The problem of oranges, grapefruits and tangerines turning green may soon be solved.
Researchers at the University of Florida’s Institute of Food and Agricultural Sciences have discovered that a time-lapse polarizing imaging system may help citrus growers detect green before the plant’s leaves show symptoms.
The research team inoculated plants with the greening disease and put those leaves through a time-lapse imaging system in which they discovered starch in the leaves, an early sign of greening. They were able to detect greening about one month after they infected the plants.
“Citrus growers in California, Florida and Texas are very interested in employing this detection method to protect their groves,” Alireza Pourreza, a former post-doctoral researcher in the UF/IFAS agricultural and biological engineering department, said in a statement. “This methodology was basically designed to show the greening hot spots in the grove.”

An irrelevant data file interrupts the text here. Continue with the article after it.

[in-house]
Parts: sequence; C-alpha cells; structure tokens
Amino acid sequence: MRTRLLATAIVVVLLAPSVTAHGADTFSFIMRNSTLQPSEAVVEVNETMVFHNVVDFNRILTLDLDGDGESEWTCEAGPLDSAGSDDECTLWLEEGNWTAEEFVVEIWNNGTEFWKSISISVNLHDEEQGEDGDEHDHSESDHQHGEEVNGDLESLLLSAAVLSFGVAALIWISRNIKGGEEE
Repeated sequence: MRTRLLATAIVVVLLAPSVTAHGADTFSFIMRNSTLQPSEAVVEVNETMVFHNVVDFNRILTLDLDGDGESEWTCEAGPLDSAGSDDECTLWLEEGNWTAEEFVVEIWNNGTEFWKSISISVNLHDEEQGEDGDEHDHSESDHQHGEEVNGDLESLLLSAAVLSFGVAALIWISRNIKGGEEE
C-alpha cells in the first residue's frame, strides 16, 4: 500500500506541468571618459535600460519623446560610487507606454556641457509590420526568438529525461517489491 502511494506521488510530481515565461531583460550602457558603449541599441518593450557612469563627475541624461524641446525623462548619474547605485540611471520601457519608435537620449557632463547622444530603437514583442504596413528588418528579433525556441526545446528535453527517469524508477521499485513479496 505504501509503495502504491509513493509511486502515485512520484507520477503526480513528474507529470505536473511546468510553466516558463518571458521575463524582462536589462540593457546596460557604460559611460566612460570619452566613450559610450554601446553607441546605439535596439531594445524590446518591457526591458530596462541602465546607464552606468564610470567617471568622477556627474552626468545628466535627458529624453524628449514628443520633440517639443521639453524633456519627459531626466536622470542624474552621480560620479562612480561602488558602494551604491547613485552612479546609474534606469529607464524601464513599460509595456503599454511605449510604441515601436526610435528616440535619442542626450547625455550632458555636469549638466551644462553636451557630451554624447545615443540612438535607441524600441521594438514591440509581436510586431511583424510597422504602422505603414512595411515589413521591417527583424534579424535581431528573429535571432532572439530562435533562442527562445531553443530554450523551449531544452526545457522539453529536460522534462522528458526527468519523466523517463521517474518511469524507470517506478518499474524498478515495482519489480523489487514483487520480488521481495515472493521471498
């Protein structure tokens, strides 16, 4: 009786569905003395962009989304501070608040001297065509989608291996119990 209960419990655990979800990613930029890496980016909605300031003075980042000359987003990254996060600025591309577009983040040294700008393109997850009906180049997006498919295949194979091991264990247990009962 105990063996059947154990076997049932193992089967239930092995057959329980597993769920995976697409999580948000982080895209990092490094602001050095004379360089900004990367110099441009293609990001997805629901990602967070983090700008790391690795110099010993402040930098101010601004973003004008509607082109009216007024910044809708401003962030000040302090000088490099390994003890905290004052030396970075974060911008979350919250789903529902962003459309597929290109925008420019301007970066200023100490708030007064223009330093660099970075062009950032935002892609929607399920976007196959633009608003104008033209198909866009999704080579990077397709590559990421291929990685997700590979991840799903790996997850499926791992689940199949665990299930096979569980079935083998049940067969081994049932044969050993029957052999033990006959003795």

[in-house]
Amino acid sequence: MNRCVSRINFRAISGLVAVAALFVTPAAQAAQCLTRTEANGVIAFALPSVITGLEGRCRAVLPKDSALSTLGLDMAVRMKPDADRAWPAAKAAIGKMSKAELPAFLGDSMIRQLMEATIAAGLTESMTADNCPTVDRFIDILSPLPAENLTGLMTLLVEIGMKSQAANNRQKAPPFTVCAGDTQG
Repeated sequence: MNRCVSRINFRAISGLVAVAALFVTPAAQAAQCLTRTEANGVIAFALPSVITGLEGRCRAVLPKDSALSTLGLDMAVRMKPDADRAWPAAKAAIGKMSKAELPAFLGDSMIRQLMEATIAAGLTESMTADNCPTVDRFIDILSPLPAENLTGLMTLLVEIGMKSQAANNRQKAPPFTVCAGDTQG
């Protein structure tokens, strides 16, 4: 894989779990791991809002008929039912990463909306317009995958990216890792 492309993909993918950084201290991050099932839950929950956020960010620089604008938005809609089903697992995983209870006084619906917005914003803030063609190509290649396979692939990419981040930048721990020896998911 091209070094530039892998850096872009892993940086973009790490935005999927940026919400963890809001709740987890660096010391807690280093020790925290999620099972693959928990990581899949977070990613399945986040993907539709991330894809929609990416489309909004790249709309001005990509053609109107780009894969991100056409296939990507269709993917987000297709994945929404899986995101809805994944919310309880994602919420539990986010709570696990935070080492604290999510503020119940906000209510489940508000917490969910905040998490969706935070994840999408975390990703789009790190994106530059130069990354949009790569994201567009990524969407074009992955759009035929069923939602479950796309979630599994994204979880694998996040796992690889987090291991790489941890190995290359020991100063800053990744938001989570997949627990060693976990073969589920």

Citrus greening disease is a fatal disease of citrus caused by a vector-transmitted pathogen that is distinguished by the common symptoms of yellowing of the veins and adjacent tissues.
The current most accurate lab test for detecting citrus greening is the polymerase chain reaction, a DNA-amplifying technique.
According to Won Suk “Daniel” Lee, a UF/IFAS agricultural and biological engineering professor and an author on the study, timely detection and removal of greening-infected trees are necessary to manage the disease.
UF/IFAS researchers presented findings from the new study at the International Federation of Automatic Control Conference on Sensing, Control and Automation for Agriculture in August.